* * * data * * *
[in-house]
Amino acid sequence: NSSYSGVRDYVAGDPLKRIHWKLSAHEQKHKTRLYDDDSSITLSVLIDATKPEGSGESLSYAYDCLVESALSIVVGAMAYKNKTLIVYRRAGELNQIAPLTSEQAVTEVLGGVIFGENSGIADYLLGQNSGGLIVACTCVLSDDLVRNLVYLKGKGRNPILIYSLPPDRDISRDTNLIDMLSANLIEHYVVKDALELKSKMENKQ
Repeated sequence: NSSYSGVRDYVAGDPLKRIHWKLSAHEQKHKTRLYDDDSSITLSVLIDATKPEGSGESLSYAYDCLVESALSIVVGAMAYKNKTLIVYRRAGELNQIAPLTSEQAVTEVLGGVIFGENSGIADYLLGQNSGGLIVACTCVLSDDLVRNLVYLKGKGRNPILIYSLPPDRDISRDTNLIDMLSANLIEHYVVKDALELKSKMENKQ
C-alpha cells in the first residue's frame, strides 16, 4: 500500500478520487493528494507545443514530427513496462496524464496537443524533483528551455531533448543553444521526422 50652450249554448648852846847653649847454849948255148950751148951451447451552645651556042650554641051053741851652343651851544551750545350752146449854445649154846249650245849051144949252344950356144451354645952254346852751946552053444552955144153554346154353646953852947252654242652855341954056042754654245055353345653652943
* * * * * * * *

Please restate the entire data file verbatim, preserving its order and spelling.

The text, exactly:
[in-house]
Amino acid sequence: NSSYSGVRDYVAGDPLKRIHWKLSAHEQKHKTRLYDDDSSITLSVLIDATKPEGSGESLSYAYDCLVESALSIVVGAMAYKNKTLIVYRRAGELNQIAPLTSEQAVTEVLGGVIFGENSGIADYLLGQNSGGLIVACTCVLSDDLVRNLVYLKGKGRNPILIYSLPPDRDISRDTNLIDMLSANLIEHYVVKDALELKSKMENKQ
Repeated sequence: NSSYSGVRDYVAGDPLKRIHWKLSAHEQKHKTRLYDDDSSITLSVLIDATKPEGSGESLSYAYDCLVESALSIVVGAMAYKNKTLIVYRRAGELNQIAPLTSEQAVTEVLGGVIFGENSGIADYLLGQNSGGLIVACTCVLSDDLVRNLVYLKGKGRNPILIYSLPPDRDISRDTNLIDMLSANLIEHYVVKDALELKSKMENKQ
C-alpha cells in the first residue's frame, strides 16, 4: 500500500478520487493528494507545443514530427513496462496524464496537443524533483528551455531533448543553444521526422 50652450249554448648852846847653649847454849948255148950751148951451447451552645651556042650554641051053741851652343651851544551750545350752146449854445649154846249650245849051144949252344950356144451354645952254346852751946552053444552955144153554346154353646953852947252654242652855341954056042754654245055353345653652943